Anyway, the discovery that Candace was raped causes Ryan, understandably, a lot of anguish. Not only the knowledge of the trauma that the woman he’s falling in love with has suffered, but his uncertainty about whether to tell Candace who *he* is, and that he was there in the alley. He feels stuck between a rock and a hard place – he knows he’s lying to her (if only by omission), but he also knows that telling her the truth will hurt her.

I could understand why Ryan was so unsure about what to do. It wasn’t like Candace was even remotely open about the rape; when she does eventually tell Ryan about it, he’s only the third person in her life (the other two being Jase and Mark) that knows.

I recall kvetching about Ryan’s attitude towards women in Fading, and it’s an issue for me here, too. Early on, before he meets Candace, he flip-flops between being not too bad, for a lothario, and really kind of ugly. On the one hand, he does show concern about the possibility of a casual hookup becoming too attached; he doesn’t want to lead anyone on. But at other times he characterizes the women he sleeps with as “ditching (their) self-respect”, which I think goes too far. He doesn’t know these women well enough to know why they are having sex with him (maybe they just want sex), so he really doesn’t need to be making moral judgments. He has some crappy, outdated ideas about women and sex that are never really examined, and I wish they had been.

I can often accept ugly attitudes better from a first-person perspective than a third-person one; even if it’s the same character’s POV, first person reinforces for me that it’s a flawed, fallible human being with baggage whose opinions we’re getting, and so I’m a little more forgiving. Third person feels more like the author is making those judgments, and that sometimes bugs me.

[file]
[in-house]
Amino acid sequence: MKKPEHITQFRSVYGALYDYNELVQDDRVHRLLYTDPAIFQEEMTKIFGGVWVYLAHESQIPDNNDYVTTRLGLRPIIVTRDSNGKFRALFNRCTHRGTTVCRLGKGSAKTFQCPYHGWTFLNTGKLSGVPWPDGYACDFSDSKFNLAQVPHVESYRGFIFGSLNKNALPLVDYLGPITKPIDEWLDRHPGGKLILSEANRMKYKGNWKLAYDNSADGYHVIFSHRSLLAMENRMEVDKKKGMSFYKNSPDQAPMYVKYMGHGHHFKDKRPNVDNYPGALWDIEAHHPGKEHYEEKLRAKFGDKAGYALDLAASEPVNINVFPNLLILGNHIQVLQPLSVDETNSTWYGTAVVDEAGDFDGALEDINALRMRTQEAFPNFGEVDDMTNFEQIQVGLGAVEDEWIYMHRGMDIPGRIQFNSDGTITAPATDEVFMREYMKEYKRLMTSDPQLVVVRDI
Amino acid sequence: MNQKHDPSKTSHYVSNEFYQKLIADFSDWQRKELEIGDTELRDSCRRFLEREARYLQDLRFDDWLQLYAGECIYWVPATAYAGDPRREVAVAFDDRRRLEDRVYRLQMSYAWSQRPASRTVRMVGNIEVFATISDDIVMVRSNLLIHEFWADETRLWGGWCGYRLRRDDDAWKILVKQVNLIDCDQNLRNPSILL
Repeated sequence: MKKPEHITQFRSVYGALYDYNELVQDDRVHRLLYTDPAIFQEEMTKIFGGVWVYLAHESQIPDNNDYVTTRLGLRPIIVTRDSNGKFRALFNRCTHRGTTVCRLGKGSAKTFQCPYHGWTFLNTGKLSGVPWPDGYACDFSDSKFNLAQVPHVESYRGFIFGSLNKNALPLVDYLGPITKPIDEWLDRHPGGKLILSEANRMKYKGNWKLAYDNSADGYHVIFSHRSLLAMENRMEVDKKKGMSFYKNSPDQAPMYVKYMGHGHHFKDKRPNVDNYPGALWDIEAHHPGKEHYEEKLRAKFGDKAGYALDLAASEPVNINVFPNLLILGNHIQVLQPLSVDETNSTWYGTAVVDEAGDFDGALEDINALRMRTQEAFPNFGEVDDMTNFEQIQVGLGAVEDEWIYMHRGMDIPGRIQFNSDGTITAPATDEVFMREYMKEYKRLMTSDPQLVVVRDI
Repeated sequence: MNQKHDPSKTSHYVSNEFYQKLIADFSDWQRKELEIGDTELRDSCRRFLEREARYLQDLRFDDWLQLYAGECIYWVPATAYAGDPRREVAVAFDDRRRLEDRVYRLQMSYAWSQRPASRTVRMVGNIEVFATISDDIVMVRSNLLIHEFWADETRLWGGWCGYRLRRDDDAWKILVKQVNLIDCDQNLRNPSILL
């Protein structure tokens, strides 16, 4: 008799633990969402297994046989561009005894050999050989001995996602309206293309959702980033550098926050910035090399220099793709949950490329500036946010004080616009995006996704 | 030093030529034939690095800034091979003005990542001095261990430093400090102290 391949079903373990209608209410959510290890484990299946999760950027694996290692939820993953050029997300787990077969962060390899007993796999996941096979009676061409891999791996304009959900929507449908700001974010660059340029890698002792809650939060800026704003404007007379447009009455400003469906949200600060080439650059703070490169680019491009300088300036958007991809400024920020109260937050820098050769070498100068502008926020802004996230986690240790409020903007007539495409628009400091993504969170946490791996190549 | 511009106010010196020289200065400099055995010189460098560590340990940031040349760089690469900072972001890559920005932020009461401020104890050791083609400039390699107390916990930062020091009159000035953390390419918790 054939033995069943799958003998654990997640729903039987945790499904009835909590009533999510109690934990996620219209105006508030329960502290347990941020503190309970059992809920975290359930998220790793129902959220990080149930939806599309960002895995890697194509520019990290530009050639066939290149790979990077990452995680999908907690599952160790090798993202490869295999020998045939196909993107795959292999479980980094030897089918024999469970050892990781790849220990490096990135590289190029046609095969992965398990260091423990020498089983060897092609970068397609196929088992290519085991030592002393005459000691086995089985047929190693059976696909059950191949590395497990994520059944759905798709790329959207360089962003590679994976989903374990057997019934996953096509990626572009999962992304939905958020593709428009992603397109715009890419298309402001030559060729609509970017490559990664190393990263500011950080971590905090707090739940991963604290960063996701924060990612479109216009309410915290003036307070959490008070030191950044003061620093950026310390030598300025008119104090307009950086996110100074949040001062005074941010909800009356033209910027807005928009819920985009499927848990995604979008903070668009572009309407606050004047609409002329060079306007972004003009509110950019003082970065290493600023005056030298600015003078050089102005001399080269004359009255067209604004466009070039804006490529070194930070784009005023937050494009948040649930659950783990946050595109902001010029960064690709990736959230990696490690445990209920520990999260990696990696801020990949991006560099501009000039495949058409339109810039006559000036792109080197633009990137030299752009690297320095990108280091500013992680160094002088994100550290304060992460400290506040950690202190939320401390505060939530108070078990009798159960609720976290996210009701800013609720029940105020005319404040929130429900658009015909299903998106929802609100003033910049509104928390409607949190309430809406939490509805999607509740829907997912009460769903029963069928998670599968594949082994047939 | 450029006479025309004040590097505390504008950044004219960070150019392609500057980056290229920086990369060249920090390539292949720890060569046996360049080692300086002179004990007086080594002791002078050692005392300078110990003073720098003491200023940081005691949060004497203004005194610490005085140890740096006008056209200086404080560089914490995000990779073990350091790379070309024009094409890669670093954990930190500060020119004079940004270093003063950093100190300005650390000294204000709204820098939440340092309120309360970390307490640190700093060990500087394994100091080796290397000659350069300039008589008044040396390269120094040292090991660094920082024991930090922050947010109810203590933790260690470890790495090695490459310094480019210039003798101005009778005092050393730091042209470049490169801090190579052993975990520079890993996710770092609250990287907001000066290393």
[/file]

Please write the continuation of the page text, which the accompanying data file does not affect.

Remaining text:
At times the stereotypified gender roles aggravated me. Ryan’s Thanksgiving with his family features the women cooking and the men watching football. Later the ladies excitedly get together to plan their Black Friday shopping. Ryan just shakes his head in amusement. Seriously? In any news coverage of Black Friday shoppers I’ve ever seen, men are just as prominently represented as women. But in the somewhat black-and-white world of gender roles in Fading, women just love to shop.

Also, Ryan does go on at length about how tiny and fragile Candace is. Now, this makes a certain amount of sense and is sort of relevant – Candace is a ballerina – but, still, I didn’t need to hear about it all the damn time. She’s small; I get it.

Though I was interested in Falling for the reasons I’ve already mentioned, I was also a little hesitant about reading the same story over from a different POV – might it be boring? I would say no, but honestly it did lag a bit in the middle. Once Ryan’s personality and thoughts are established, and the reader gets a sense of what he’s feeling at some of the key moments we’ve already read once in Fading (and again, there weren’t really any surprises there, not that there had to be), then there isn’t a lot to look forward to.

Events in Falling do extend beyond the ending of Fading, and that was both a good thing and a bad thing. It wrapped up Ryan and Candace’s romance with a definite HEA, and that was fine (there’s even a probably slightly-too-saccharine, kids-and-all epilogue). It showed us the development of Candace’s career, which was nice given that I had some reservations about the choices she made at the end of Fading. After feeling conscious, for much of the book, of the fact that we were treading familiar ground, it was nice to read new material. But it goes on for a bit too long and features what feels like several natural stopping points, only to continue on.

Ultimately, this was a satisfying companion piece to Fading, but not one that I think I just *had* to read. My grade for Falling is a B-.

Best regards,

Jennie

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REVIEW:  Running on Empty by Colette Ballard